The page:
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Is Flash Dead?If you haven’t heard yet, Flash is dead.

Okay, I know, that claim is extremely premature, but that seems to be the hyperbole-filled sentiment that’s floating around the web these days.

Adobe, the industry giant responsible for this ubiquitous multimedia technology claims that it has thrown in the towel on further development of Flash on the fastest growing segments of computing technology – ie: mobile phones and tablets – it’s not too much of a stretch to see a world where Flash has been supplanted by more open technologies such as the rich combination of HTML5, Javascript and CSS3.

Flash, like many web industry standards, is a combination of tremendous blessings and frustrations.  In the early 2000’s it exploded on the Internet, providing rich, interactive experiences that hadn’t been seen before on the relatively flat web sites of the day. It gave us colourful, smooth animations along with audio and video at a quality scarcely seen before. Without Flash, Youtube would have floundered in obscurity, we may not have been entertained by those interactive Google Doodles, and worst of all, we may still see the animated GIF dancing babies that plagued the Internet back in the day.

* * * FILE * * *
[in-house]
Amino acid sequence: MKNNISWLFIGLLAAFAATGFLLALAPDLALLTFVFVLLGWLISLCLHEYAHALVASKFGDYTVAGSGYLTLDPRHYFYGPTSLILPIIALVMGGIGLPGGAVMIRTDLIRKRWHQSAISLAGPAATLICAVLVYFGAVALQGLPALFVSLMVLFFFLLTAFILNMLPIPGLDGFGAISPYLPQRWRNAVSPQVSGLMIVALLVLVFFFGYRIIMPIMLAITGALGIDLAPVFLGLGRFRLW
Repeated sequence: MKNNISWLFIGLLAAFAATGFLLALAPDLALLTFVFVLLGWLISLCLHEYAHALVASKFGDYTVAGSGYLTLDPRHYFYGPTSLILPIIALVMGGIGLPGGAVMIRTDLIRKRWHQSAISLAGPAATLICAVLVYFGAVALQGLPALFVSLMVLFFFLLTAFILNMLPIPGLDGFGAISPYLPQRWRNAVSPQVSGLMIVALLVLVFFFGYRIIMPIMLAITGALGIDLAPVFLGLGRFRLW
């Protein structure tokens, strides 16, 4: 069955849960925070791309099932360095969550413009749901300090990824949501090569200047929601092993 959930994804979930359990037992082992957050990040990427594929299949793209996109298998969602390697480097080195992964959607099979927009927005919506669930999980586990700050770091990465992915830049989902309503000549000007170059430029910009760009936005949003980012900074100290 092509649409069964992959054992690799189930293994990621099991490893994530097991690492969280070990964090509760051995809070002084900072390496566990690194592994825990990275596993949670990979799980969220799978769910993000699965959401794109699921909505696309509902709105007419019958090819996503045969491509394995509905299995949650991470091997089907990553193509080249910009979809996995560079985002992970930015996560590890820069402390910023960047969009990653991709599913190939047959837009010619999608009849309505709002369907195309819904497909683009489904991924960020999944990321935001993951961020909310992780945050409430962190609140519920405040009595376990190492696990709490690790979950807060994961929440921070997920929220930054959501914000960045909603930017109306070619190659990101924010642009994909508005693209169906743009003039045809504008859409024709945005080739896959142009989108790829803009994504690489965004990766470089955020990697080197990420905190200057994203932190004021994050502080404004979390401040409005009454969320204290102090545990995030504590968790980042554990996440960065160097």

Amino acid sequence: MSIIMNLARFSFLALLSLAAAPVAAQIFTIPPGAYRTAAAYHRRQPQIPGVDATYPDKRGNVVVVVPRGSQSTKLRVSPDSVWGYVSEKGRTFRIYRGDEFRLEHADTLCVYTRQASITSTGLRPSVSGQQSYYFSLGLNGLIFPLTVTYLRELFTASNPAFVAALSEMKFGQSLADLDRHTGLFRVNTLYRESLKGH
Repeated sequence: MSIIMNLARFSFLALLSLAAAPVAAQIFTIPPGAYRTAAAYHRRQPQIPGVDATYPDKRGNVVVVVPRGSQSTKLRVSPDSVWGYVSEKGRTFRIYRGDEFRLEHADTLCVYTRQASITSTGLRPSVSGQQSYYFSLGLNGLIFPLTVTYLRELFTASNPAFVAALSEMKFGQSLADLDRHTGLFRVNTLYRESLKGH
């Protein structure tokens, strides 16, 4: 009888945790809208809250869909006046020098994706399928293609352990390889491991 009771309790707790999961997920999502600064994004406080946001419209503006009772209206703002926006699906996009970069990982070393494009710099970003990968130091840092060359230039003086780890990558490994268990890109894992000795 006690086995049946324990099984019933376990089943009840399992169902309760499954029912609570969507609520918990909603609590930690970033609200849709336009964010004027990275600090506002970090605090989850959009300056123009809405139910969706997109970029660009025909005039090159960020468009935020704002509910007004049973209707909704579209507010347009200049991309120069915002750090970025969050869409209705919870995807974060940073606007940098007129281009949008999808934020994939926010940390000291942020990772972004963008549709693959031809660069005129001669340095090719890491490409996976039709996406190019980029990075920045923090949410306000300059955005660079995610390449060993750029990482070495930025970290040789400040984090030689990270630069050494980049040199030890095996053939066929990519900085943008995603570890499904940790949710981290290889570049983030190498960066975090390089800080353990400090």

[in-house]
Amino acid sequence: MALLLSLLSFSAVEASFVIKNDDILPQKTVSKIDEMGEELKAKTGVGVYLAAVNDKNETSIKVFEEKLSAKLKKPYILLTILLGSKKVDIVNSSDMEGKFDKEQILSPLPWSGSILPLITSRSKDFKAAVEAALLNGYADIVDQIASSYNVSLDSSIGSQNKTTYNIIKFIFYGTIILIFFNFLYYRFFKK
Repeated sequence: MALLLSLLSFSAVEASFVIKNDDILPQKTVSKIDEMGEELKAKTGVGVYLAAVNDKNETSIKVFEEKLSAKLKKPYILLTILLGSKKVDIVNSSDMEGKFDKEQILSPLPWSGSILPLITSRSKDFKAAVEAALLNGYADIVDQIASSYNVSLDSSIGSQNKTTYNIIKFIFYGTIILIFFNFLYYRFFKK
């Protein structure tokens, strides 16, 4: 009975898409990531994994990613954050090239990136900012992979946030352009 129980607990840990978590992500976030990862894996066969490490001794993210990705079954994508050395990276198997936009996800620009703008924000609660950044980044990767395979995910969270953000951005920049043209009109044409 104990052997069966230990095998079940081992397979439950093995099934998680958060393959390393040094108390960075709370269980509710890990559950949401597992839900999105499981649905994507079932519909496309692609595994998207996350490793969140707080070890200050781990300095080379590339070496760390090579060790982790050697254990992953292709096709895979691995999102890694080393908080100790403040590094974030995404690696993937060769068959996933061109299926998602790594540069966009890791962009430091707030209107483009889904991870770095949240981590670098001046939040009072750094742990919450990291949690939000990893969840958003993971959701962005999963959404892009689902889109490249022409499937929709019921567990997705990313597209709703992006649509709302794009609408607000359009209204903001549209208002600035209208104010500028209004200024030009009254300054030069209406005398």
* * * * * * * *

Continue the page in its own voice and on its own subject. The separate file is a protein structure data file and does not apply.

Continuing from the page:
Frustrations arose when well-meaning and highly creative people started building full websites in Flash, providing random, inconsistent user experiences, broken functionality as versions improved over time, and eventually, sites that were completely inaccessible to huge, growing sectors of the Internet market. Luckily, the death of the Flash-based site came quick, and Adobe improved their backwards-compatibility over time.

Unfortunately, the strong sales of the iPhone and iPad alongside the even stronger will of Apple executives to disallow the  Flash plugin to function on their devices, have dealt Adobe’s workhorse multimedia platform a blow that it’s simply unwilling  to deal with. Adobe announced earlier this month that they will no longer be continuing to develop this product for mobile devices, and will be concentrating  efforts on the HTML5 platform, which has a much wider base of industry support.

Even so, you can expect to continue to see Flash on desktops for some time. To this day, the bulk of Youtube’s video repository is  available exclusively through the Flash version of its player, and a sizeable percentage of desktop browsers do not support much of the more advanced layout, multimedia and animation features of HTML5 or CSS3 that Flash excels at. You can be sure that in the next few years though, the Internet will go through another revolution nearly as profound as the one that Flash itself created.